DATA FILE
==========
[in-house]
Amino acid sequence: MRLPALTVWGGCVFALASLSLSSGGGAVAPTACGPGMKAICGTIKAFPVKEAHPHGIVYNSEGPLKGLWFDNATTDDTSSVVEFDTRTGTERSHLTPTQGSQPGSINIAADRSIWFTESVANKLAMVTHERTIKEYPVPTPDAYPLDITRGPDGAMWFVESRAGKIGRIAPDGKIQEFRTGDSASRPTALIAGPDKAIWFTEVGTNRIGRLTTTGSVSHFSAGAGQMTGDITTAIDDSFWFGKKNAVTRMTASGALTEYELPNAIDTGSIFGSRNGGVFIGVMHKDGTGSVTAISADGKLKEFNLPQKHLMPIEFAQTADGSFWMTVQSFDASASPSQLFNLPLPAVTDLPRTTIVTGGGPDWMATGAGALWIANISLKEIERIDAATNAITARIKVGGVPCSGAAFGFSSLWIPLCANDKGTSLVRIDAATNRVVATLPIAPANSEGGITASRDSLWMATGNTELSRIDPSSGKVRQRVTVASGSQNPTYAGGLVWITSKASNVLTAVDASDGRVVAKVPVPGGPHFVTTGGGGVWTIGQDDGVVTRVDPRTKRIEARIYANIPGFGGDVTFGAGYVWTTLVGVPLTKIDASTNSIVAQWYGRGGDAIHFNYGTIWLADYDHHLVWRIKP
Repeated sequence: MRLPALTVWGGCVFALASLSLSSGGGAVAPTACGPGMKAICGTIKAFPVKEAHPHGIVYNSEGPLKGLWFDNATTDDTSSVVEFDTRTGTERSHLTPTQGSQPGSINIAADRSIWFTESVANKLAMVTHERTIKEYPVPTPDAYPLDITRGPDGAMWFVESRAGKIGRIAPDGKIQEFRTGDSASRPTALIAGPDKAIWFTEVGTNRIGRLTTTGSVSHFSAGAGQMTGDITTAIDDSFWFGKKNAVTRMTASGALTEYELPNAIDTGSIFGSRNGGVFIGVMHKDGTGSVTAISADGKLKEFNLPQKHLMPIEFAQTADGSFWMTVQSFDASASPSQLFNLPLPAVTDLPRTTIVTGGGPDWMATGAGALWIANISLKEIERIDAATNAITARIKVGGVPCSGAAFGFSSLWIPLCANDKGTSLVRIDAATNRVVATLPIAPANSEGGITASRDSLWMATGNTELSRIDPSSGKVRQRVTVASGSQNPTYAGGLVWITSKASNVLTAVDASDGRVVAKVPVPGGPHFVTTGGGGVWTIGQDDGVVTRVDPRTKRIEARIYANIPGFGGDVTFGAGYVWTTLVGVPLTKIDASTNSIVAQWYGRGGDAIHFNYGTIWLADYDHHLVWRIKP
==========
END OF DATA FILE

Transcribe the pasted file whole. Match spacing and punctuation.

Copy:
[in-house]
Amino acid sequence: MRLPALTVWGGCVFALASLSLSSGGGAVAPTACGPGMKAICGTIKAFPVKEAHPHGIVYNSEGPLKGLWFDNATTDDTSSVVEFDTRTGTERSHLTPTQGSQPGSINIAADRSIWFTESVANKLAMVTHERTIKEYPVPTPDAYPLDITRGPDGAMWFVESRAGKIGRIAPDGKIQEFRTGDSASRPTALIAGPDKAIWFTEVGTNRIGRLTTTGSVSHFSAGAGQMTGDITTAIDDSFWFGKKNAVTRMTASGALTEYELPNAIDTGSIFGSRNGGVFIGVMHKDGTGSVTAISADGKLKEFNLPQKHLMPIEFAQTADGSFWMTVQSFDASASPSQLFNLPLPAVTDLPRTTIVTGGGPDWMATGAGALWIANISLKEIERIDAATNAITARIKVGGVPCSGAAFGFSSLWIPLCANDKGTSLVRIDAATNRVVATLPIAPANSEGGITASRDSLWMATGNTELSRIDPSSGKVRQRVTVASGSQNPTYAGGLVWITSKASNVLTAVDASDGRVVAKVPVPGGPHFVTTGGGGVWTIGQDDGVVTRVDPRTKRIEARIYANIPGFGGDVTFGAGYVWTTLVGVPLTKIDASTNSIVAQWYGRGGDAIHFNYGTIWLADYDHHLVWRIKP
Repeated sequence: MRLPALTVWGGCVFALASLSLSSGGGAVAPTACGPGMKAICGTIKAFPVKEAHPHGIVYNSEGPLKGLWFDNATTDDTSSVVEFDTRTGTERSHLTPTQGSQPGSINIAADRSIWFTESVANKLAMVTHERTIKEYPVPTPDAYPLDITRGPDGAMWFVESRAGKIGRIAPDGKIQEFRTGDSASRPTALIAGPDKAIWFTEVGTNRIGRLTTTGSVSHFSAGAGQMTGDITTAIDDSFWFGKKNAVTRMTASGALTEYELPNAIDTGSIFGSRNGGVFIGVMHKDGTGSVTAISADGKLKEFNLPQKHLMPIEFAQTADGSFWMTVQSFDASASPSQLFNLPLPAVTDLPRTTIVTGGGPDWMATGAGALWIANISLKEIERIDAATNAITARIKVGGVPCSGAAFGFSSLWIPLCANDKGTSLVRIDAATNRVVATLPIAPANSEGGITASRDSLWMATGNTELSRIDPSSGKVRQRVTVASGSQNPTYAGGLVWITSKASNVLTAVDASDGRVVAKVPVPGGPHFVTTGGGGVWTIGQDDGVVTRVDPRTKRIEARIYANIPGFGGDVTFGAGYVWTTLVGVPLTKIDASTNSIVAQWYGRGGDAIHFNYGTIWLADYDHHLVWRIKP